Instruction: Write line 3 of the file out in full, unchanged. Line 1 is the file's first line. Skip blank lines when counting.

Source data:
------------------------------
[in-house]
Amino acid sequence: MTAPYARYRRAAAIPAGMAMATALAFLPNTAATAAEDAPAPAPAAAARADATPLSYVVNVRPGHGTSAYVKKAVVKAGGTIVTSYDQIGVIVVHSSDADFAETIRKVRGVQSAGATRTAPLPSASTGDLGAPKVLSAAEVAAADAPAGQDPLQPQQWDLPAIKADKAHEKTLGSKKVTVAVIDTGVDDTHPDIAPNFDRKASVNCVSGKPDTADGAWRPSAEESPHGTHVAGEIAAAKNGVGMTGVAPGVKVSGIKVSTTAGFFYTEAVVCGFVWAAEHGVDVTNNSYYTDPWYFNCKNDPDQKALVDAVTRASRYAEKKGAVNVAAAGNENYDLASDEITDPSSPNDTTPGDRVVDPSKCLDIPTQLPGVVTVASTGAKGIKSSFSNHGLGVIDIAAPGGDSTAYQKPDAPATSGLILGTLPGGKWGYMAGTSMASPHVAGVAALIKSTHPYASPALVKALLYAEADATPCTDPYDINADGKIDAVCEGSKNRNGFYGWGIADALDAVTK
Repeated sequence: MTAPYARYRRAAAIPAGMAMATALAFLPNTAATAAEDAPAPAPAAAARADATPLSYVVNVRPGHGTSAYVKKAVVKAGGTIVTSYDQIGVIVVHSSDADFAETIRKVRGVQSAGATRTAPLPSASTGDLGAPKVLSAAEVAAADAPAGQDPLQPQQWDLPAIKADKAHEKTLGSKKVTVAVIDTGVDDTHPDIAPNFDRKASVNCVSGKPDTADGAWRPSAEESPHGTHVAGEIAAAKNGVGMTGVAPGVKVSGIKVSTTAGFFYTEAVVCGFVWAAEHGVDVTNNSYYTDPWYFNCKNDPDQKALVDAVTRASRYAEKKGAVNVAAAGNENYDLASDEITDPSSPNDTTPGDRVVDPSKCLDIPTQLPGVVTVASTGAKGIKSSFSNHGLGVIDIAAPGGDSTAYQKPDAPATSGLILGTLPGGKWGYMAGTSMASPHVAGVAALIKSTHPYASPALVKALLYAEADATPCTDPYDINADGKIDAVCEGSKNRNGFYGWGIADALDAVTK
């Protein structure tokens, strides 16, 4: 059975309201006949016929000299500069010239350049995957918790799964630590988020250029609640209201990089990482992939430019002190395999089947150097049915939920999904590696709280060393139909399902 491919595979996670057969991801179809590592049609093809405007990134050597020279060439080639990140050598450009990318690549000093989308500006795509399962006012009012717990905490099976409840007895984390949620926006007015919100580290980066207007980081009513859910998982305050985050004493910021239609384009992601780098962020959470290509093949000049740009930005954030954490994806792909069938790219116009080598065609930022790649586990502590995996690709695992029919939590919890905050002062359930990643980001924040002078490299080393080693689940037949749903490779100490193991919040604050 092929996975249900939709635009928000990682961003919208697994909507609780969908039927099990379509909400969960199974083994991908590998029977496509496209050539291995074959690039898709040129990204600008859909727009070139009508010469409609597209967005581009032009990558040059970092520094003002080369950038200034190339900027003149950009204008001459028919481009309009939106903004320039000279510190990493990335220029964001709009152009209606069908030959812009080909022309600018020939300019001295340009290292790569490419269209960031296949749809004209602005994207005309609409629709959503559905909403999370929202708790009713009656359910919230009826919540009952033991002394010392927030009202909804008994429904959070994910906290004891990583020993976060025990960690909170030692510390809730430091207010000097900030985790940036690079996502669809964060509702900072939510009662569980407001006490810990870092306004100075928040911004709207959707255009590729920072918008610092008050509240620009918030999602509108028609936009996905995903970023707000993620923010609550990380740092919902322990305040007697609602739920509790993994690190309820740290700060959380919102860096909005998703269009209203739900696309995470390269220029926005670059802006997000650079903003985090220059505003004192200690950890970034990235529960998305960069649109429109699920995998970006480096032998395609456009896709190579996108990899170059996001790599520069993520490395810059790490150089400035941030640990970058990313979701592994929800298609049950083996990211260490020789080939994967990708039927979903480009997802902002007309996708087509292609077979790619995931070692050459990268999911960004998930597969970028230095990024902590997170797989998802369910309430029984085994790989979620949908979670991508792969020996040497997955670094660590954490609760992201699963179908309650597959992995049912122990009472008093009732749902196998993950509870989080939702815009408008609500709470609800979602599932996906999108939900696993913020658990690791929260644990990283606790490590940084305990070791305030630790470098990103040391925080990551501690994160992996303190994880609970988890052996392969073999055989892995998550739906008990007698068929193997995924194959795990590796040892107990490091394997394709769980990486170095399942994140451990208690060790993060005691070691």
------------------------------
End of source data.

Repeated sequence: MTAPYARYRRAAAIPAGMAMATALAFLPNTAATAAEDAPAPAPAAAARADATPLSYVVNVRPGHGTSAYVKKAVVKAGGTIVTSYDQIGVIVVHSSDADFAETIRKVRGVQSAGATRTAPLPSASTGDLGAPKVLSAAEVAAADAPAGQDPLQPQQWDLPAIKADKAHEKTLGSKKVTVAVIDTGVDDTHPDIAPNFDRKASVNCVSGKPDTADGAWRPSAEESPHGTHVAGEIAAAKNGVGMTGVAPGVKVSGIKVSTTAGFFYTEAVVCGFVWAAEHGVDVTNNSYYTDPWYFNCKNDPDQKALVDAVTRASRYAEKKGAVNVAAAGNENYDLASDEITDPSSPNDTTPGDRVVDPSKCLDIPTQLPGVVTVASTGAKGIKSSFSNHGLGVIDIAAPGGDSTAYQKPDAPATSGLILGTLPGGKWGYMAGTSMASPHVAGVAALIKSTHPYASPALVKALLYAEADATPCTDPYDINADGKIDAVCEGSKNRNGFYGWGIADALDAVTK